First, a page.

Chicago investors flock to Madison start-ups
Excerpted from Milwaukee Journal Sentinel
By Kathleen Gallagher
Riding high on big paydays from companies such as Braintree, Groupon and GrubHub, Chicago investors are looking outside the Midwest’s biggest city for some of their next investments. One increasingly popular option: Madison’s digital start-ups.
Chicago has seen significant growth in new technology companies in recent years. As successful Windy City start-ups have been sold or gone public, their investors have reaped profits that they want to funnel back into promising young companies.
Some of that money is flowing to new Wisconsin businesses, including companies that are applying their technological prowess to routine activities such as ordering takeout food and refilling prescriptions.
“We don’t see as many people fleeing toward (Silicon) Valley anymore. We’re seeing them come to Chicago or stay in Madison,” said Stuart Larkins, a partner at Chicago Ventures, which operates a $40 million venture capital fund that includes three Wisconsin start-ups in its portfolio. Those companies include Healthfinch Inc., which has developed a product to help doctors shift prescription refills to other members of their staff.
Entrepreneurs who have stayed in Madison include a group of University of Wisconsin-Madison computer science graduates who in 2008 started PerBlue Inc., a mobile game developer. Chicago-based Lightbank LLC, a technology investment fund that was an early backer of Groupon, led a funding round in May that pumped $3 million into the start-up.
Chicago has had three big successes that are considered $1 billion achievements: Investors who still have stakes in Groupon and GrubHub, an online food-ordering service, have watched the market capitalizations of those companies surpass $1 billion. Braintree, which ran a payments gateway, nearly reached the $1 billion mark when it was acquired by PayPal for $800 million in cash last year.
While not as far along, Madison has been building an entrepreneurial ecosystem of its own that is attracting out-of-state investment. At the community’s core are technically skilled students from UW-Madison and droves of recruits from top schools that are coming to work at rapidly expanding Epic Systems in Verona.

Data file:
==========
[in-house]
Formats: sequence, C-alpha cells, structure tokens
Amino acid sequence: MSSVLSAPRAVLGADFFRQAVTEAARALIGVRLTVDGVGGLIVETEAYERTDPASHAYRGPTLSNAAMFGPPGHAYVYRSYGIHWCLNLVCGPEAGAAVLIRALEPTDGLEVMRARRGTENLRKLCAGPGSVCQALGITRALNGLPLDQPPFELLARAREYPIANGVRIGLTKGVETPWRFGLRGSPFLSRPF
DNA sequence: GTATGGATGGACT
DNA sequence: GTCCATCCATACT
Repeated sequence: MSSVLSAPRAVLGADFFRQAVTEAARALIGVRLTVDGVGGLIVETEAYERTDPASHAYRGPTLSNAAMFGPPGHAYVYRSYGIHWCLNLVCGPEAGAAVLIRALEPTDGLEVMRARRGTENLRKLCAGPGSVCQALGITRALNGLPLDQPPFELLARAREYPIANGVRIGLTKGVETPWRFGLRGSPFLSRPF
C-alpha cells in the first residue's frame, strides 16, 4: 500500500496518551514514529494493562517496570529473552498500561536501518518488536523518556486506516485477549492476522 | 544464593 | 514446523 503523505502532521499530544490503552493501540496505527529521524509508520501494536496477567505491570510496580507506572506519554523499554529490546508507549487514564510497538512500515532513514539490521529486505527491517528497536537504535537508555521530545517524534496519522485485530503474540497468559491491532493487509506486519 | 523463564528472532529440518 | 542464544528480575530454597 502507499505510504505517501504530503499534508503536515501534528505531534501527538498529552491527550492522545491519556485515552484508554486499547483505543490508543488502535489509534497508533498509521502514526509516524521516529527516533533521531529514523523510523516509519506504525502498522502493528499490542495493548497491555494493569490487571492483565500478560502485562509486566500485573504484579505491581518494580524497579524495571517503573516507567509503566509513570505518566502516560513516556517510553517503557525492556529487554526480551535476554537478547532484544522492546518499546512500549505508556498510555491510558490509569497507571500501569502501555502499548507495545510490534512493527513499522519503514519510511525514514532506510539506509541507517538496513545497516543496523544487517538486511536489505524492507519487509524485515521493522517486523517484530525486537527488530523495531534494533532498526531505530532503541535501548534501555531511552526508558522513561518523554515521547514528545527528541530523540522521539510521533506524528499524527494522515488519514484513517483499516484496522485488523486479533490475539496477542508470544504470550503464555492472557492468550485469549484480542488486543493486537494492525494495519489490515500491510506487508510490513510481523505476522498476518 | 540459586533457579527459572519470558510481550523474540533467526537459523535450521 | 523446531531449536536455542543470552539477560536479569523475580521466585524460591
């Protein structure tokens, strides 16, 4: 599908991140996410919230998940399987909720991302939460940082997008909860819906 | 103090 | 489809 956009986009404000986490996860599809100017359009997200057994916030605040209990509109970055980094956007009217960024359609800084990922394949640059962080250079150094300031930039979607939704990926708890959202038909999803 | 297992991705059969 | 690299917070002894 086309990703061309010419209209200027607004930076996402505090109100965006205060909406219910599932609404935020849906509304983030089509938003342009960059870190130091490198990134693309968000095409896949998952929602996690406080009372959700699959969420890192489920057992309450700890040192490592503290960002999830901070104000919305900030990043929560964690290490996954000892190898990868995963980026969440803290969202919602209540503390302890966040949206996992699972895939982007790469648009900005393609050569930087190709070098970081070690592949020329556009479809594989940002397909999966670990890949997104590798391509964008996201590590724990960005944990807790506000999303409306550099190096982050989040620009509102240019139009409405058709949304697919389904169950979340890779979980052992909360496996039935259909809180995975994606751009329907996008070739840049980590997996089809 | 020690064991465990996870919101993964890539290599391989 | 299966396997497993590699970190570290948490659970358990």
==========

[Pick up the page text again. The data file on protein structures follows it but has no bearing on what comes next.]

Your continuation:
“A lot of the entrepreneurs I’ve interacted with have been pretty humble, blocking and tackling-type folks who are really trying to execute — the type who are mentorable and have businesses that can become strong companies,” said Michael Gruber, founder of Cornerstone Angels. Through its affiliated funds, the Chicago angel investing group was the biggest investor in a $6 million funding round this year for EatStreet Inc., a Madison company that runs an order management platform for restaurants.
UW-Madison students tend to be more predisposed to starting companies than their counterparts at other big universities, said Jeff Carter, co-founder of Hyde Park Angels, a Chicago angel investing group.
“Madison is definitely a place we want to do more investing in if we can,” Carter said.
Chicago investors say Madison is part of a larger regional strategy that encompasses Ann Arbor, Mich., Cincinnati, Detroit, Indianapolis, St. Louis and other Midwest entrepreneurial hot spots.
That sort of regional perspective is exactly what the Midwest needs to attract more investment dollars from the coasts, said Lisa Johnson, vice president for entrepreneurship and innovation at the Wisconsin Economic Development Corp.
For Wisconsin, it is important to continue to build on Madison’s entrepreneurial infrastructure, said John Philosophos, business development partner in the Chicago office of Great Oaks Venture Capital LLC in New York.